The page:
12 Years a Slave and a Renewed Sense of Purpose
I went to see 12 Years A Slave directly after teaching at Cook County Juvenile Detention Center, which heightened its impact exponentially. To spend time at a government institution filled with hundreds of young black men and women and then turn around to see hundreds of black actors on screen being depicted as government sanctioned chattel reinforced connections in my mind between past and present and put things that I knew theoretically and conceptually into a very real and visible context – in short, the past is still very much present.
And so I resolved to return to that center the next day and speak as candidly and truthfully about the status quo as I possibly could. I wanted to impress upon those young brothers and sisters, that the reality we face daily is not by divine design (as many would have you believe), or out of a pathology inherit in Black culture (as many would have you believe), but strictly man made with great intent and that we all must take control of the role we play in this game.
So I told them plainly that I saw the movie and how it affected me. I told them to look at the faces around them in that place and you see mostly Black and brown people. And why is this so? True enough, we are a product of our own decisions, but there is a greater system at work that has been working for hundreds of years that will make a victim out of you if you let it. And the real reason that I went there was not to ramble off a bunch of names and facts about music and musicians, and not just to play some tunes to keep them pacified for a little while.
I went to that institution to try and correct some of the wrongs, and fill in some of the gaps of information that the “educational” system has purposefully omitted in my own education.
There were many very powerful scenes in that movie, but one that resonated within me most deeply was Solomon Northrup destroying his violin. His forsaking of one of the things that he was most talented at, and that increased his value, in the wake of the abuses he was witnessing and enduring was very symbolic to me. It caused me to really re-evaluate the reason behind why, as a musician, I do what I do.
Music, if we allow it, can be the gateway to the realm of our cultural past and thus the key to a greater understanding of ourselves and a bridge to the generations the preceded us and will succeed us.
Children that do not now and did not then have the luxury of being bombarded with positive and realistic images of themselves hourly in television shows, commercials, billboards, magazines, product labels, newspapers, advertisements, and so-called educational materials need this understanding more than ever. Without it a true sense of self is that much harder to develop.
It is for the millions of children that are growing up who, though they may never become musicians, still need to feel, see, and understand, their connection and their place in the legacy and lineage that defines a culture and allows that culture to grow advance and evolve. Not remain stagnant. It is a human right, not a luxury that the wealthy should receive because they can afford to pay for it.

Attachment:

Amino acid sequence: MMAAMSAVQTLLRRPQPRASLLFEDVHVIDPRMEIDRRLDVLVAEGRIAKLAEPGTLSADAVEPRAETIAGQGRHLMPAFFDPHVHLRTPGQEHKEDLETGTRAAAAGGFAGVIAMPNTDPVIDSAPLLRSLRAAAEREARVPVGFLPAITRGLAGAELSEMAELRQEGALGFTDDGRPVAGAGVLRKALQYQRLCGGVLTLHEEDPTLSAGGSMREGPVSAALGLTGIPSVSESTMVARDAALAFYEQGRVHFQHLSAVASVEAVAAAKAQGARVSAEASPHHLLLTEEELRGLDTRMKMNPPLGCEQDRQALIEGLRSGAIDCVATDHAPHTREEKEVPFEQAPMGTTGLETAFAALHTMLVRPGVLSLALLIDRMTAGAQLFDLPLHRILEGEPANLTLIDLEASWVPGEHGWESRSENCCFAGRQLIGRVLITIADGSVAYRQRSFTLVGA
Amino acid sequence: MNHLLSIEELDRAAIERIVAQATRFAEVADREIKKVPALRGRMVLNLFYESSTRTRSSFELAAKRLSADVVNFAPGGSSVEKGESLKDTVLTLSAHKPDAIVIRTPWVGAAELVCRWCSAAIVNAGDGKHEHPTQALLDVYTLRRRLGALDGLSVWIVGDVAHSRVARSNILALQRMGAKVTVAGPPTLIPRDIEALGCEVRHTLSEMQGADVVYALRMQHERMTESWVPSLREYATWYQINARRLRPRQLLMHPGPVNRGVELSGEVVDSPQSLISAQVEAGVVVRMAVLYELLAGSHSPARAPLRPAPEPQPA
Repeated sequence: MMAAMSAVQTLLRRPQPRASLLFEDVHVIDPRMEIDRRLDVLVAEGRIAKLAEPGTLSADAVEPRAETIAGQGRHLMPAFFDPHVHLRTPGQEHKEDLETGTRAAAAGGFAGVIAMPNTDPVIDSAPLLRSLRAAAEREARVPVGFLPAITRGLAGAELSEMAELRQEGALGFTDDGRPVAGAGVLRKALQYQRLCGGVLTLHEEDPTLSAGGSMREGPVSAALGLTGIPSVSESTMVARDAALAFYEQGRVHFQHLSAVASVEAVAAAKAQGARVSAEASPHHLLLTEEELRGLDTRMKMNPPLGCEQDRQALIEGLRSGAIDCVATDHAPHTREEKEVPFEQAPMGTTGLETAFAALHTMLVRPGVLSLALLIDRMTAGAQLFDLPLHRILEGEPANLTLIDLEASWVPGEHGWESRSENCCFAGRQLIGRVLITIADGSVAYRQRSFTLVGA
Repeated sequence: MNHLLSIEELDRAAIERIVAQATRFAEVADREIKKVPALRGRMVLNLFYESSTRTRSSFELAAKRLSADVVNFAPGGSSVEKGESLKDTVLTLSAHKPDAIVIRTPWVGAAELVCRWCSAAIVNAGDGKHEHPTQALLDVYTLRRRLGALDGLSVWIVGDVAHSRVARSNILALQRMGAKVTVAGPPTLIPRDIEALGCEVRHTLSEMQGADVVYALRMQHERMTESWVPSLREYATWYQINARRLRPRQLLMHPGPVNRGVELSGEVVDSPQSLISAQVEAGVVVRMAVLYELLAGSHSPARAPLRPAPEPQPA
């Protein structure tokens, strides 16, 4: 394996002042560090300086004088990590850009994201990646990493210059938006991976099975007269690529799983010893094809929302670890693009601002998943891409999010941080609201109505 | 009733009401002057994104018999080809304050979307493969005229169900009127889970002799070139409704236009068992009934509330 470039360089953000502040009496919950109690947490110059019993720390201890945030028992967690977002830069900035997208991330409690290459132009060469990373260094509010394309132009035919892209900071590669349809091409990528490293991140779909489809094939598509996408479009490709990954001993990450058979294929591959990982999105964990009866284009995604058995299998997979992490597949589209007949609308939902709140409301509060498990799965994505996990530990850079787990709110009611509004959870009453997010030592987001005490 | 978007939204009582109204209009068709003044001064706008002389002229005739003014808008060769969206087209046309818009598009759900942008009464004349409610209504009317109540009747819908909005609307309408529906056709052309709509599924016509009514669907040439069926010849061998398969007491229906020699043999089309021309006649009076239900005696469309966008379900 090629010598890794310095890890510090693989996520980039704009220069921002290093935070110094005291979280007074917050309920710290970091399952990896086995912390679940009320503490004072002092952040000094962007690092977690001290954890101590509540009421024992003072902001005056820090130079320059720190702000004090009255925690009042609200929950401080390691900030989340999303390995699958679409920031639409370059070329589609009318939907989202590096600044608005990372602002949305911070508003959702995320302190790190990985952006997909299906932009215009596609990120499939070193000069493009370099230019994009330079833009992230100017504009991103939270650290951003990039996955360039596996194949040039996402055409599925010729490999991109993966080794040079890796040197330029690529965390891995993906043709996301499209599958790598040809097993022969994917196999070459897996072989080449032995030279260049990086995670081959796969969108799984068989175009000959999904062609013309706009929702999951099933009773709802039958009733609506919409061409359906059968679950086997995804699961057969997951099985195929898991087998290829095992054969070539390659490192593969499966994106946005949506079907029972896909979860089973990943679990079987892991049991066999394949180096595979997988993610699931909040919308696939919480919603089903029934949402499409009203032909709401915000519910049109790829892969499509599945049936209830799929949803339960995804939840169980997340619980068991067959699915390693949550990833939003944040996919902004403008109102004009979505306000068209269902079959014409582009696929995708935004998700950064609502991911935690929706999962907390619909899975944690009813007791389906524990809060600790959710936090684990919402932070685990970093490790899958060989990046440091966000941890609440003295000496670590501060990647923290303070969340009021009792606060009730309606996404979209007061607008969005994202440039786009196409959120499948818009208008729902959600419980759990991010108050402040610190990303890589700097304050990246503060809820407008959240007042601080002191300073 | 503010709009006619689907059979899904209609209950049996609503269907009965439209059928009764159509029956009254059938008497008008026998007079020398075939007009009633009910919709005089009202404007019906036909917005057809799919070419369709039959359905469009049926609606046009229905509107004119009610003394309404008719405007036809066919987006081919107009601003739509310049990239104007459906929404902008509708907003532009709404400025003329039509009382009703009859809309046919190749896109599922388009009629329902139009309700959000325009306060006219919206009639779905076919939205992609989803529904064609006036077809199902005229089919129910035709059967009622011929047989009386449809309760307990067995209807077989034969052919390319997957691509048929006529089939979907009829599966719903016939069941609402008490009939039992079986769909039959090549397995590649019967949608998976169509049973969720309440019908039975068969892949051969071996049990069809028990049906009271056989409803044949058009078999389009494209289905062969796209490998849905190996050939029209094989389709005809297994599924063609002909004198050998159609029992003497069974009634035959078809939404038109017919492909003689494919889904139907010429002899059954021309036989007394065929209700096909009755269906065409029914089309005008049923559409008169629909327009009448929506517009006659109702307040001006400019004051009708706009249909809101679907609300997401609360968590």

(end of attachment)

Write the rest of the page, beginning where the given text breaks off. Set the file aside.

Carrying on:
So why do we as musicians get so passionate about the origin/ownership of this music? Because the stakes are high. It is not just about playing the right note at the right time or making sure the “swing feel” really swings. It is about survival of a culture. It is about maintaining a connection to the culture that was taken from us and forging our own identity using what was forced upon us. For me, music is what validates and strengthens that ideal.
The destructive thing about capitalism is that it breeds a mentality that causes everything to be looked at as a potential commodity; even the divine, especially the divine. This commodification of culture has visited its destructive effects on Black people and our culture for hundreds of years.
And so I get very torn. We all have to make a living in this world, but what I know is that if you put the work in toward realizing your purpose, then a prosperous life will be provided. While I would be dishonest if I were to say that appearing on the cover of respected magazines and being ranked among the greats of this music does not appeal to me, I also know that I must continue to create from a place of honesty and always keep in mind the divine purpose that music holds as an tool of cultural edification, trans-generational communication, and a bridge between the physical and spiritual.
I hope to always find balance in these pursuits, and if I must choose between the two, that I choose wisely.
So, 12 Years A Slave. Do I think you should see it? Yes. But go see it for what it is, a movie; a depiction of a very small segment of reality. Go see it with open eyes so that you may look past the subtle subconscious biases that accompany a Hollywood film of this nature (like Brad Pitt’s white Jesus character) and see the deeper truths that are offered.
Don’t let it be the end, but allow it to be the beginning of your search for the truth of our history and a deeper exploration of the things that make you who you are. And let it renew the way you look at the present world, not as something separate, but as an extension and continuation of all that has come before.